After enduring over eight months of a novel virus, individuals and businesses alike are reimagining a life post-pandemic. While many businesses are coping with the short-term challenges by adding winter resistance outdoor spaces or plexiglass walls, other organizations are contemplating long-term changes as this pandemic continues to wear on.
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Alongside our social and work lives, our education system also continues to be upended. Schools are scrambling to meet the Center for Disease Control’s short-term solutions to minimize the spread of COVID-19 indoors to welcome students into their classrooms. Regardless of their adaptations, there have been multiple occasions when government regulations forced districts to turn to virtual learning, but classrooms won’t be kid-free forever.
“In-person schooling will return as normal in the not so distant future,” said Matt Miller, project development manager at Triangle Associates. “Facility improvements and enhancements are extremely important as we return to normal to get families back into our local public schools.”
As districts start to rethink how to address school openings, risk mitigation measures and public health regulations need to be considered within the school’s physical space. Still, before COVID-19, schools around the US were facing aging infrastructure issues, but the pandemic has brought more issues to light. In fact, according to a report by the Government Accounting Office, more than 40 percent of school districts need to update or replace their ventilation systems in at least half of their schools.
According to Miller, schools have also had to expand their drop-off and pick-up areas as more parents are opting to drive their kids to school instead of using the district bus system.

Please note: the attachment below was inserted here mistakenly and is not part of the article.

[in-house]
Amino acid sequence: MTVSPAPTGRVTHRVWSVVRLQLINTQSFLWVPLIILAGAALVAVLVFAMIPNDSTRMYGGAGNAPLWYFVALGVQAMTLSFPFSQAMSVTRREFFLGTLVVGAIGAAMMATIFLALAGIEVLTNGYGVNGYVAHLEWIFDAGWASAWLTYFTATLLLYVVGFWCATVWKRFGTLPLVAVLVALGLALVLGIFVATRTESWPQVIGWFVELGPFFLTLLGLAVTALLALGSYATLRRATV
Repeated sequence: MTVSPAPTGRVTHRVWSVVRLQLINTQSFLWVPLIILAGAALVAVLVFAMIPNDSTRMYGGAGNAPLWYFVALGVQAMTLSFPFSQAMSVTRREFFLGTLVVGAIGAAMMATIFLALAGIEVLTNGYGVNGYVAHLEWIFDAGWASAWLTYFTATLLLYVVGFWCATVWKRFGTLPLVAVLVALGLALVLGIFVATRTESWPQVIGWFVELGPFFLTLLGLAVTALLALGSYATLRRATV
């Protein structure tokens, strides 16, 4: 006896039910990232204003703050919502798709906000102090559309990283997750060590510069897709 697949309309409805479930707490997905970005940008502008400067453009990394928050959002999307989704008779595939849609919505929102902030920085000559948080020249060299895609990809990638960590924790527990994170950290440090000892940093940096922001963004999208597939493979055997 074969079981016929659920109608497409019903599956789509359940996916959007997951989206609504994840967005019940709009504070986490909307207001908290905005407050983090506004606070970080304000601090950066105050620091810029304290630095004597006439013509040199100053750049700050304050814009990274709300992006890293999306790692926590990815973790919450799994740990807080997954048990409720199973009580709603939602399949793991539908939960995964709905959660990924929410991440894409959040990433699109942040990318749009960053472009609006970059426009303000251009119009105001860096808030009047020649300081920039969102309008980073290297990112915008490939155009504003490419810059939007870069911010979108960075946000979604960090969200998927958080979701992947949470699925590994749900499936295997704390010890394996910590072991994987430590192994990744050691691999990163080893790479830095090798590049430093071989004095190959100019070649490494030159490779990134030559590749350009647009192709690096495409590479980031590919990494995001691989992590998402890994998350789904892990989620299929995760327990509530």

“In addition to providing students, teachers, and parents with safe and adequate facilities in schools, the pandemic has highlighted a need for infrastructure designed to keep individuals healthy,” said Miller. “More parents are opting to transport their children during this crazy time, and school districts are adapting.”
In Michigan, funding for school capital improvement projects is a local issue. Districts are required to get the majority of voters’ approval for tax millage increases to fund bond referendums. Through this, voters permit the district to take out a loan and then pay back that loan over an extended period of time, much like a family takes out a mortgage for their home.
While the pandemic has forced various discussions about the American education system, many remain optimistic about educational and infrastructural changes to come. Over the course of this pandemic, Triangle has helped six school districts secure the majority of votes to pass bond referendums, totaling nearly $236 million to fund their capital improvement projects.
“Families who have stayed loyal to their local public school appear to be more supportive than ever as they realize, even more than normal, the importance of kids being in school and experiencing the social interaction of schooling, extracurricular opportunities, athletics, performing arts, and improved outcomes of in-person learning,” said Miller.
While some issues might be fixed from a shift to in-person learning, other problems will persist, and the stakes for improving America’s school facilities are higher than ever. Without state support, it is still unclear whether schools will be able to address concerns in the short-term to get leery teachers, students, and families to return. In turn, a district’s ability to retain families in their community to have the tax base to address building issues in the long-term remains unclear.
“After watching facility issues go unresolved for years, it has left many teachers and their unions wary,” said Miller.
Additionally, many schools have had to defer maintenance due to the deep budget cuts to avoid teacher layoffs, which could cause trouble in the long run.
“Many schools across the country are in need, and ongoing deferred maintenance projects are beginning to compound,” said Miller. “We can do better to support our local school districts.”